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Original research, analysis and reports across the frontier of cryptoeconomics, blockchain technology, and digital assets.
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Update

August 23, 2019

Report

August 2, 2019

Cryptoasset Report

May 23, 2019

Cryptoasset Report

May 9, 2019

Cryptoasset Report

April 25, 2019

Cryptoasset Report

March 1, 2019

Quarterly Report

February 26, 2019

Cryptoasset Report

December 20, 2018

Cryptoasset Report

December 18, 2018

Quarterly Report

August 20, 2018

Analysis

June 6, 2018

Analysis

April 4, 2018

Token-based fundraising

March 6, 2018

Analysis

March 2, 2018

Token-based fundraising

February 4, 2018

Token Sales

December 29, 2017

Token-based fundraising

February 12, 2017

Introduction

August 2, 2016

Introduction

July 13, 2016

Education

July 4, 2016

Introduction

June 21, 2016

Introduction

June 14, 2016

Introduction

June 7, 2016

Introduction

March 24, 2016

Introduction

March 17, 2016

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Token-based fundraising

February 4, 2018

2017 Token Sales in Review: Part I

Over 500 projects raised $6.5 billion during a time when overall crypto markets grew in size, awareness, and depth.

Introduction

It is unoriginal to say 2017 was a wild year for ICOs. However, it is largely unconventional to say ICOs were a significant and mostly positive trend in the development of the blockchain and cryptocurrency sectors. It is rather tedious to read yet another mainstream press article mocking ICOs and their participants, all too often sandwiched between articles on the further declines of ‘IPO of the year’ SNAP Inc., and another multimillion dollar fine paid by a major bank for defrauding clients or manipulating markets, with no hint of irony or editorial self-awareness. Undoubtedly, there are most certainly extreme events that exhibit the worst of the industry that should not be whitewashed or glossed over: scam projects, flagrant disregard of publicly distributed regulatory guidelines, misrepresentations of technology and projects and companies, and wild speculation with no deep understanding of the underlying technology. Nonetheless, this wasn't the whole story of token sales, and beneath this surface that many delight in pointing out, an enormous amount of significant activity marked 2017, much of it promising meaningful long-term impacts. In many ways, the “ICO Industry” is a lens through which to understand broader developments in the blockchain and crypto-asset industry, and data from 2017 offers plenty of insight.

Growth in Token Sales

Given the range of token sale activity during 2017, and the variety of trends that both contributed to and emerged from the token sale space and the broader blockchain and cryptocurrency communities, we will be presenting our ‘2017 in Review’ thoughts and commentary in several pieces.

Below is a simple overview of the growth of the industry, with a few links to some previously published pieces that help illustrate some of these ideas. It concludes with a brief consideration of how those numbers fell into the different sectors that shape the overall blockchain industry.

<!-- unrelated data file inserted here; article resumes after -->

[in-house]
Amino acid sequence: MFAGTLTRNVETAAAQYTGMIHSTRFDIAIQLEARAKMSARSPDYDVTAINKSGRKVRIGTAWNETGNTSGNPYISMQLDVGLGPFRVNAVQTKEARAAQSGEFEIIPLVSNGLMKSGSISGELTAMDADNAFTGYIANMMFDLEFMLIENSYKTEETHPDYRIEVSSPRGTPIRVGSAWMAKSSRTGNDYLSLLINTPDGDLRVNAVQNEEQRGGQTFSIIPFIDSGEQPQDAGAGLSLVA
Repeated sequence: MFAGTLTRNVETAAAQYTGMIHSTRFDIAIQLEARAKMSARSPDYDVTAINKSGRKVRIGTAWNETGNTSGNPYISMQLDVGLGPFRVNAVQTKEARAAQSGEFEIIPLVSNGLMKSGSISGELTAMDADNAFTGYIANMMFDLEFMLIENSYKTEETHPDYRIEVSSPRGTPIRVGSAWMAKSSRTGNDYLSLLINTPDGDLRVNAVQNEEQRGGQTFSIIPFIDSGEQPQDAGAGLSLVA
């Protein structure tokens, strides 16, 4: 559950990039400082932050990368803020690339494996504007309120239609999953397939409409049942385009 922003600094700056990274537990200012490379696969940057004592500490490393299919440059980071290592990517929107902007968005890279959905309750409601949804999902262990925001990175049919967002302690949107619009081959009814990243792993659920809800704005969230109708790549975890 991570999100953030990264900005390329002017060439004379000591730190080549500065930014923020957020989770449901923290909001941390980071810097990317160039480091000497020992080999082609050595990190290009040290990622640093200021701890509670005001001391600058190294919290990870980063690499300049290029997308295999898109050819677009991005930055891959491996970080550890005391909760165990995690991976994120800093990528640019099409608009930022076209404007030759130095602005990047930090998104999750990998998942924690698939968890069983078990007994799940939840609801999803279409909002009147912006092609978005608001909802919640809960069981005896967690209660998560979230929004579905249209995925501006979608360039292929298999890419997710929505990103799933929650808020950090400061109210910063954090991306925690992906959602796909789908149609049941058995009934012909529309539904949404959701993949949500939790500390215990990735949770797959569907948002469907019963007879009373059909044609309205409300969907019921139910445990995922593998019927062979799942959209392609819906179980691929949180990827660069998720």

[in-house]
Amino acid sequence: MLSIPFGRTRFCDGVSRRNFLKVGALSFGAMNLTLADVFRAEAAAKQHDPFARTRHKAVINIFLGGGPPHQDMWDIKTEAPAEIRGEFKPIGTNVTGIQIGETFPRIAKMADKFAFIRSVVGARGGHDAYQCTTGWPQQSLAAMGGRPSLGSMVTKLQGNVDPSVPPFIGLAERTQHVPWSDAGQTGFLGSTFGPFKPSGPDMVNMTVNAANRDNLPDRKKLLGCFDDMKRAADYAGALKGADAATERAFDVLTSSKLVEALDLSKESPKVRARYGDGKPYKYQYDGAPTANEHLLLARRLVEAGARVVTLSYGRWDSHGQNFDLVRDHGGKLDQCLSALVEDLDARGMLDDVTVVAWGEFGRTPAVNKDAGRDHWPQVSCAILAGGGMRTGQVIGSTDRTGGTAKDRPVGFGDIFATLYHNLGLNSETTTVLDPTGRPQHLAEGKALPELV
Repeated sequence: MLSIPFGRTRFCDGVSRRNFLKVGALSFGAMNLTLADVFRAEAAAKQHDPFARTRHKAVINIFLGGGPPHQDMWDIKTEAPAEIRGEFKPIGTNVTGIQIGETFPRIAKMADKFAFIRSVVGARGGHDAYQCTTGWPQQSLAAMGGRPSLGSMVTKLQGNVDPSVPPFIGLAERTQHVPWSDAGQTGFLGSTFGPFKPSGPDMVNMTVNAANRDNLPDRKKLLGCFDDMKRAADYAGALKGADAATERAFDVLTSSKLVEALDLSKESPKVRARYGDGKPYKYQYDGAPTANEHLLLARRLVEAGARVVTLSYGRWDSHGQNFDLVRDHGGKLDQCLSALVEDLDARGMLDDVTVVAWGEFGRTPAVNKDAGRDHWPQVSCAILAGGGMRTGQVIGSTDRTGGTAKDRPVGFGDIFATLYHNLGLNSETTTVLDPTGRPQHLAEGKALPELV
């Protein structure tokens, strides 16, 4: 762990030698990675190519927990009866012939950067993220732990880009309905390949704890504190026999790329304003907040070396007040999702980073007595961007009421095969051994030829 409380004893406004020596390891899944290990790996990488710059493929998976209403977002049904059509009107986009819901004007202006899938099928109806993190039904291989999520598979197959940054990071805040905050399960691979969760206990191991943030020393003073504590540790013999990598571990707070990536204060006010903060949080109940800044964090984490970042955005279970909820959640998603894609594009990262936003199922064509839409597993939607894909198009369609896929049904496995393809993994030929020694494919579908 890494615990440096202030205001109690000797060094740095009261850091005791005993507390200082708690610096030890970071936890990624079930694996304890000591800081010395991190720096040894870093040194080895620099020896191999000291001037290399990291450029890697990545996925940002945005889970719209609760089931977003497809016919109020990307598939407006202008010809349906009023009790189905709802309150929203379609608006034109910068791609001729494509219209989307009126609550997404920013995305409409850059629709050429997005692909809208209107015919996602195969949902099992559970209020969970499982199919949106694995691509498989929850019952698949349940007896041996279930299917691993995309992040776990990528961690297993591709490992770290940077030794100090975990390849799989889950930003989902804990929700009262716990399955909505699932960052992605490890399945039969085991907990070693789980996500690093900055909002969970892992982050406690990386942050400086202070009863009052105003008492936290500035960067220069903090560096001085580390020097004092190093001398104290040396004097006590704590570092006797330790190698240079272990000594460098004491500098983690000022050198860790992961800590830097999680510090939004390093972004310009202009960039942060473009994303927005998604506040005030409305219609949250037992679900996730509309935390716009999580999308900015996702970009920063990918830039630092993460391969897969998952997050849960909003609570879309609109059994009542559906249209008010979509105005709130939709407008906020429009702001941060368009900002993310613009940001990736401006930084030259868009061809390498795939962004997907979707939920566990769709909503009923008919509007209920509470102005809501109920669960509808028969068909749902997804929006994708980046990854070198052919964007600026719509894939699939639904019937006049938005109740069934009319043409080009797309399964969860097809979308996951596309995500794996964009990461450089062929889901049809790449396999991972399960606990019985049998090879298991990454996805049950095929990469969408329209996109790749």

Monthly Sales 2017

Token sale activity grew remarkably throughout 2017, leading to a total of 525 sales that completed sales raising more than $25,000. In total, these sales raised over $6.5 billion. This was a marked increase relative to token sale history, which began with Mastercoin's ICO that raised under $1 million. 2017's average raised of $13 million and median raise amount of $5.0 million suggests the numbers for overall raise figures are heavily skewed by a small number of large raises, a trend that persisted throughout the year. Nevertheless, given that 2016's token sales raised a collective $100 million--an amount surpassed by 15 individual sales in 2017--the scale of growth is rather clear.

Monthly Sale Amounts through 2017

Looking across the landscape of individual sales for 2017 also provides a powerful perspective on the range of activity throughout 2017. While a handful of the largest raises featuring in the upper half of the below chart garnered an enormous amount of media attention during 2017, a large number of other projects also raised significant capital.

2017 Token Sales Scatter

Token Sales by Industry

The project raising funds varied remarkably in their application of blockchain technology, product or platform, and underlying business model. Smith + Crown categorizes token sale projects according to the economic sector they are trying to disrupt (!! Link). Below is the same data disaggregated into different sectors.

2017 ICOs by Industry Scatter

Part II will look behind the most prominent trends to consider some more subtle themes that marked a breakout year for token sale activity.

Note on methods: Includes all sales that raised over $25,000 and did not return funds raised to sale participants. Amounts raised are valued according to average daily exchange rates on the date the sale closed. EOS's ongoing sale is valued according to the total raised during each auction period and grouped into monthly amounts. Data taken from eosscan.io and confirmed in the smart contract. Sale rounds for the same project that are separated by more than 30 days are treated as separate sale events. Some data may be missing or subject to future revision.